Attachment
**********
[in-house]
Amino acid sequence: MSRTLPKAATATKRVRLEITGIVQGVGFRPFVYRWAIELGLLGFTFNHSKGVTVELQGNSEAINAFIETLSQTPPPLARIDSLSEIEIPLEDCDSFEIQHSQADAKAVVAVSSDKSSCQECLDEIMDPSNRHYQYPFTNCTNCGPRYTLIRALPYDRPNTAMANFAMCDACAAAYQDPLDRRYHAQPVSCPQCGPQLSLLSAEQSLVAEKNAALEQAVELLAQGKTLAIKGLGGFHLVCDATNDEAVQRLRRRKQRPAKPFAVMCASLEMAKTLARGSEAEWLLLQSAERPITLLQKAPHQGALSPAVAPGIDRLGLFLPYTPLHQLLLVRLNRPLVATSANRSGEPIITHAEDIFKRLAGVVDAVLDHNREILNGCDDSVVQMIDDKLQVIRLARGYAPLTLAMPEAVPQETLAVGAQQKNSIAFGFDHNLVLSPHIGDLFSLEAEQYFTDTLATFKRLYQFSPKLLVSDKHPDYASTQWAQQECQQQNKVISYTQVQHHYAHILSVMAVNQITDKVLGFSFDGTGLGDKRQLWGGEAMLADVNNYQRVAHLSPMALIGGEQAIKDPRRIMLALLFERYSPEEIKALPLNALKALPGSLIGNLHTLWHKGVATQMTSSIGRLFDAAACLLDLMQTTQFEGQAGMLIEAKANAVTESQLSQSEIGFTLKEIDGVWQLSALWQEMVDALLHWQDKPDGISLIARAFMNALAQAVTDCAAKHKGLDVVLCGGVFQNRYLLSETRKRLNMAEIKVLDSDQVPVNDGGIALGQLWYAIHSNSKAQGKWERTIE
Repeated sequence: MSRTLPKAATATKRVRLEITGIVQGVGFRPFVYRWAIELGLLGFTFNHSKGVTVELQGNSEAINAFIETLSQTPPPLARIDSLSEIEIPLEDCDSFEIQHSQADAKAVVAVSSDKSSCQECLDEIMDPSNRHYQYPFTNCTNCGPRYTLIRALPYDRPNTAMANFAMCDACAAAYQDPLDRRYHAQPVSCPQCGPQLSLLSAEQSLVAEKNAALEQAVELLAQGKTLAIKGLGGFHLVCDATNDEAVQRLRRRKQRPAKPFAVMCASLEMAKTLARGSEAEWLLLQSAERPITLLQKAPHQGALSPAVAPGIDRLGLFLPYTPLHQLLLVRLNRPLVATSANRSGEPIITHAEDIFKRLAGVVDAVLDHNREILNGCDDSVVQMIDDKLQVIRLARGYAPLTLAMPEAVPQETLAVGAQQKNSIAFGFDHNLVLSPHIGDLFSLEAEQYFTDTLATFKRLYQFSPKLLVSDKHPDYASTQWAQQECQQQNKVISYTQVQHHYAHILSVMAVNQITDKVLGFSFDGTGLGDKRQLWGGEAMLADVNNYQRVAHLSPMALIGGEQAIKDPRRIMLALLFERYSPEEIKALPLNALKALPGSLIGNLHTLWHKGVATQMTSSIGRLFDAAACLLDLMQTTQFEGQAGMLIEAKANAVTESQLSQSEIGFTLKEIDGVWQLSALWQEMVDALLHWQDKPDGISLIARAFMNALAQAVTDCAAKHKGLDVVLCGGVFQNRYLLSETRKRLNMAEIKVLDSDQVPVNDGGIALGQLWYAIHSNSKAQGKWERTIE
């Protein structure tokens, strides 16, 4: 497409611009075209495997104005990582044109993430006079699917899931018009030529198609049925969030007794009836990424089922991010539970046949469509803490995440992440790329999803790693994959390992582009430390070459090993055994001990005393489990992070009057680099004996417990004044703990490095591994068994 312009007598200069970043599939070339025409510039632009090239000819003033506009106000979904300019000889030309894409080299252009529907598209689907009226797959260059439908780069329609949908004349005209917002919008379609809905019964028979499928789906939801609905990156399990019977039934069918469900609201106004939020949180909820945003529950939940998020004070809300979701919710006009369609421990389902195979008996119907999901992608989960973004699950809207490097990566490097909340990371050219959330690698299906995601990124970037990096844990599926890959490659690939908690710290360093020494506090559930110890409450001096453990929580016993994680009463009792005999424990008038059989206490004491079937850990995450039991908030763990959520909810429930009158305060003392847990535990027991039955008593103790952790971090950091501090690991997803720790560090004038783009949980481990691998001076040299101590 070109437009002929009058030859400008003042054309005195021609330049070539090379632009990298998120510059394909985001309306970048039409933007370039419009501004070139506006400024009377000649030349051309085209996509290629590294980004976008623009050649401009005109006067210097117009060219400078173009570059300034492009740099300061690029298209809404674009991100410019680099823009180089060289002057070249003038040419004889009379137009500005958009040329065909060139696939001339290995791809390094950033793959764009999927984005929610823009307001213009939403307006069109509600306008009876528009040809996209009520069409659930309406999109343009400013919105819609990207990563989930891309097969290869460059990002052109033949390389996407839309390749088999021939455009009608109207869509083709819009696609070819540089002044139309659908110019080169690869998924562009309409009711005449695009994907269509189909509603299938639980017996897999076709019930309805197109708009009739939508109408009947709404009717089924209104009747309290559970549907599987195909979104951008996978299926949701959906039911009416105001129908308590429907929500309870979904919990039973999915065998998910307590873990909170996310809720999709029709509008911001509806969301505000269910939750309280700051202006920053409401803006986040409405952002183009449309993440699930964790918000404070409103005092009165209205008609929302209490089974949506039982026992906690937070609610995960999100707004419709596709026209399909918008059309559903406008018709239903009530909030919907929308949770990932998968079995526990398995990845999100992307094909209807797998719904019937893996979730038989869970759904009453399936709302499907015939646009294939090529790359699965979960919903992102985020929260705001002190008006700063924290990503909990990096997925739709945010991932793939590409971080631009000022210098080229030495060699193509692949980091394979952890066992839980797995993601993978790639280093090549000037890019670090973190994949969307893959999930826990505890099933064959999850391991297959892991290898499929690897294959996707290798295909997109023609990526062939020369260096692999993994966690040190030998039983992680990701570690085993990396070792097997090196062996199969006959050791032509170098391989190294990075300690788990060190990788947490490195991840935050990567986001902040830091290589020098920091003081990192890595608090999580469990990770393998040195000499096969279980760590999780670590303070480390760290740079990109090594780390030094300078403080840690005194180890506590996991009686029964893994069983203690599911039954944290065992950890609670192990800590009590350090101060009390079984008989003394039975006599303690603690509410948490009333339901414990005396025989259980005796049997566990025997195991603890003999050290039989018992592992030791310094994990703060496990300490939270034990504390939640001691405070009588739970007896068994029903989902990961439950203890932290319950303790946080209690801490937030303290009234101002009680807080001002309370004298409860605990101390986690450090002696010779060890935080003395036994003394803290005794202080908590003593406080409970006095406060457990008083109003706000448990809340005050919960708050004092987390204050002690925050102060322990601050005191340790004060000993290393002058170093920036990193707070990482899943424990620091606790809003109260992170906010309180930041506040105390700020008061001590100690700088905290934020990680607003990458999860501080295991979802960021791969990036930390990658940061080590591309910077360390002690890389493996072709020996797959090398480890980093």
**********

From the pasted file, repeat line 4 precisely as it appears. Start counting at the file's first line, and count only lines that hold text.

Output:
């Protein structure tokens, strides 16, 4: 497409611009075209495997104005990582044109993430006079699917899931018009030529198609049925969030007794009836990424089922991010539970046949469509803490995440992440790329999803790693994959390992582009430390070459090993055994001990005393489990992070009057680099004996417990004044703990490095591994068994 312009007598200069970043599939070339025409510039632009090239000819003033506009106000979904300019000889030309894409080299252009529907598209689907009226797959260059439908780069329609949908004349005209917002919008379609809905019964028979499928789906939801609905990156399990019977039934069918469900609201106004939020949180909820945003529950939940998020004070809300979701919710006009369609421990389902195979008996119907999901992608989960973004699950809207490097990566490097909340990371050219959330690698299906995601990124970037990096844990599926890959490659690939908690710290360093020494506090559930110890409450001096453990929580016993994680009463009792005999424990008038059989206490004491079937850990995450039991908030763990959520909810429930009158305060003392847990535990027991039955008593103790952790971090950091501090690991997803720790560090004038783009949980481990691998001076040299101590 070109437009002929009058030859400008003042054309005195021609330049070539090379632009990298998120510059394909985001309306970048039409933007370039419009501004070139506006400024009377000649030349051309085209996509290629590294980004976008623009050649401009005109006067210097117009060219400078173009570059300034492009740099300061690029298209809404674009991100410019680099823009180089060289002057070249003038040419004889009379137009500005958009040329065909060139696939001339290995791809390094950033793959764009999927984005929610823009307001213009939403307006069109509600306008009876528009040809996209009520069409659930309406999109343009400013919105819609990207990563989930891309097969290869460059990002052109033949390389996407839309390749088999021939455009009608109207869509083709819009696609070819540089002044139309659908110019080169690869998924562009309409009711005449695009994907269509189909509603299938639980017996897999076709019930309805197109708009009739939508109408009947709404009717089924209104009747309290559970549907599987195909979104951008996978299926949701959906039911009416105001129908308590429907929500309870979904919990039973999915065998998910307590873990909170996310809720999709029709509008911001509806969301505000269910939750309280700051202006920053409401803006986040409405952002183009449309993440699930964790918000404070409103005092009165209205008609929302209490089974949506039982026992906690937070609610995960999100707004419709596709026209399909918008059309559903406008018709239903009530909030919907929308949770990932998968079995526990398995990845999100992307094909209807797998719904019937893996979730038989869970759904009453399936709302499907015939646009294939090529790359699965979960919903992102985020929260705001002190008006700063924290990503909990990096997925739709945010991932793939590409971080631009000022210098080229030495060699193509692949980091394979952890066992839980797995993601993978790639280093090549000037890019670090973190994949969307893959999930826990505890099933064959999850391991297959892991290898499929690897294959996707290798295909997109023609990526062939020369260096692999993994966690040190030998039983992680990701570690085993990396070792097997090196062996199969006959050791032509170098391989190294990075300690788990060190990788947490490195991840935050990567986001902040830091290589020098920091003081990192890595608090999580469990990770393998040195000499096969279980760590999780670590303070480390760290740079990109090594780390030094300078403080840690005194180890506590996991009686029964893994069983203690599911039954944290065992950890609670192990800590009590350090101060009390079984008989003394039975006599303690603690509410948490009333339901414990005396025989259980005796049997566990025997195991603890003999050290039989018992592992030791310094994990703060496990300490939270034990504390939640001691405070009588739970007896068994029903989902990961439950203890932290319950303790946080209690801490937030303290009234101002009680807080001002309370004298409860605990101390986690450090002696010779060890935080003395036994003394803290005794202080908590003593406080409970006095406060457990008083109003706000448990809340005050919960708050004092987390204050002690925050102060322990601050005191340790004060000993290393002058170093920036990193707070990482899943424990620091606790809003109260992170906010309180930041506040105390700020008061001590100690700088905290934020990680607003990458999860501080295991979802960021791969990036930390990658940061080590591309910077360390002690890389493996072709020996797959090398480890980093």